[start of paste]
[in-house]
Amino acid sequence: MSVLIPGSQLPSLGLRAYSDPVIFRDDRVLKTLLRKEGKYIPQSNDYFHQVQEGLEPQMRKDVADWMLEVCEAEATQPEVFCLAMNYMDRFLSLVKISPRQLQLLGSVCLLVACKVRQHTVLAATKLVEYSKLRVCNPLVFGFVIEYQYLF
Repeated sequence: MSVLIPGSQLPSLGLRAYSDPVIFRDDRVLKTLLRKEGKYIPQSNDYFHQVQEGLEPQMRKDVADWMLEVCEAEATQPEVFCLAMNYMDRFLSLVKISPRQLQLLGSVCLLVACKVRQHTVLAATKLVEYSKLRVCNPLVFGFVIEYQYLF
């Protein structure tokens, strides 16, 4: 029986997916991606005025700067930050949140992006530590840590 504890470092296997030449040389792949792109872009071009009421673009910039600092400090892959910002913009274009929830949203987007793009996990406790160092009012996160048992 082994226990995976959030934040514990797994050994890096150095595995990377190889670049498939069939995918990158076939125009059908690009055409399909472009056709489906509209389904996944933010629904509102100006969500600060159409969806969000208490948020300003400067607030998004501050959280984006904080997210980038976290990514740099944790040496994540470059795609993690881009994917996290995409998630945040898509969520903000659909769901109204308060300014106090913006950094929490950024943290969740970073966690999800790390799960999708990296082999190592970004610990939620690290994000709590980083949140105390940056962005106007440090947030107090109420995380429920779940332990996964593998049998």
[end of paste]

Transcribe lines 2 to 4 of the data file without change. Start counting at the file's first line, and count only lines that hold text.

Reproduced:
Amino acid sequence: MSVLIPGSQLPSLGLRAYSDPVIFRDDRVLKTLLRKEGKYIPQSNDYFHQVQEGLEPQMRKDVADWMLEVCEAEATQPEVFCLAMNYMDRFLSLVKISPRQLQLLGSVCLLVACKVRQHTVLAATKLVEYSKLRVCNPLVFGFVIEYQYLF
Repeated sequence: MSVLIPGSQLPSLGLRAYSDPVIFRDDRVLKTLLRKEGKYIPQSNDYFHQVQEGLEPQMRKDVADWMLEVCEAEATQPEVFCLAMNYMDRFLSLVKISPRQLQLLGSVCLLVACKVRQHTVLAATKLVEYSKLRVCNPLVFGFVIEYQYLF
């Protein structure tokens, strides 16, 4: 029986997916991606005025700067930050949140992006530590840590 504890470092296997030449040389792949792109872009071009009421673009910039600092400090892959910002913009274009929830949203987007793009996990406790160092009012996160048992 082994226990995976959030934040514990797994050994890096150095595995990377190889670049498939069939995918990158076939125009059908690009055409399909472009056709489906509209389904996944933010629904509102100006969500600060159409969806969000208490948020300003400067607030998004501050959280984006904080997210980038976290990514740099944790040496994540470059795609993690881009994917996290995409998630945040898509969520903000659909769901109204308060300014106090913006950094929490950024943290969740970073966690999800790390799960999708990296082999190592970004610990939620690290994000709590980083949140105390940056962005106007440090947030107090109420995380429920779940332990996964593998049998």